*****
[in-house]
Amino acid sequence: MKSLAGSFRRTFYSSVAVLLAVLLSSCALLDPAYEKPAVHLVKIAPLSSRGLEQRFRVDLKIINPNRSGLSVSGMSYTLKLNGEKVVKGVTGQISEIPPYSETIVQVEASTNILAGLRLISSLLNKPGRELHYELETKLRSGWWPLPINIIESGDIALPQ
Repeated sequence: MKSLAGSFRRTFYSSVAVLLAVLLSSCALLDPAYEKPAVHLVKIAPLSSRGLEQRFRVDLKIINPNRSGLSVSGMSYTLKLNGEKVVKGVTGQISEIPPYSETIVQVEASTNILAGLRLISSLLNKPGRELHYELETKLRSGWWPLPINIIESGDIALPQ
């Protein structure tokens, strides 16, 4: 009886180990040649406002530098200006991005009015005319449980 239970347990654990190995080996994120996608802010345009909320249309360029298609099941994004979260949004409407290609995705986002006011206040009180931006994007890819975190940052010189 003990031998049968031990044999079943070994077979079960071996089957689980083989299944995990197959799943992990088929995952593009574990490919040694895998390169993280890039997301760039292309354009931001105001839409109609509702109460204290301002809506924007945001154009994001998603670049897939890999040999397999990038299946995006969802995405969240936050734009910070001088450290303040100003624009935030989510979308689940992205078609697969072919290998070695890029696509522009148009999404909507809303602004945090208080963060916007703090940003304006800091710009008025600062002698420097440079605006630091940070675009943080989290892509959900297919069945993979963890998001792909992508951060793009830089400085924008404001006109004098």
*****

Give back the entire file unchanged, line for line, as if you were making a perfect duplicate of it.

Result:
[in-house]
Amino acid sequence: MKSLAGSFRRTFYSSVAVLLAVLLSSCALLDPAYEKPAVHLVKIAPLSSRGLEQRFRVDLKIINPNRSGLSVSGMSYTLKLNGEKVVKGVTGQISEIPPYSETIVQVEASTNILAGLRLISSLLNKPGRELHYELETKLRSGWWPLPINIIESGDIALPQ
Repeated sequence: MKSLAGSFRRTFYSSVAVLLAVLLSSCALLDPAYEKPAVHLVKIAPLSSRGLEQRFRVDLKIINPNRSGLSVSGMSYTLKLNGEKVVKGVTGQISEIPPYSETIVQVEASTNILAGLRLISSLLNKPGRELHYELETKLRSGWWPLPINIIESGDIALPQ
């Protein structure tokens, strides 16, 4: 009886180990040649406002530098200006991005009015005319449980 239970347990654990190995080996994120996608802010345009909320249309360029298609099941994004979260949004409407290609995705986002006011206040009180931006994007890819975190940052010189 003990031998049968031990044999079943070994077979079960071996089957689980083989299944995990197959799943992990088929995952593009574990490919040694895998390169993280890039997301760039292309354009931001105001839409109609509702109460204290301002809506924007945001154009994001998603670049897939890999040999397999990038299946995006969802995405969240936050734009910070001088450290303040100003624009935030989510979308689940992205078609697969072919290998070695890029696509522009148009999404909507809303602004945090208080963060916007703090940003304006800091710009008025600062002698420097440079605006630091940070675009943080989290892509959900297919069945993979963890998001792909992508951060793009830089400085924008404001006109004098």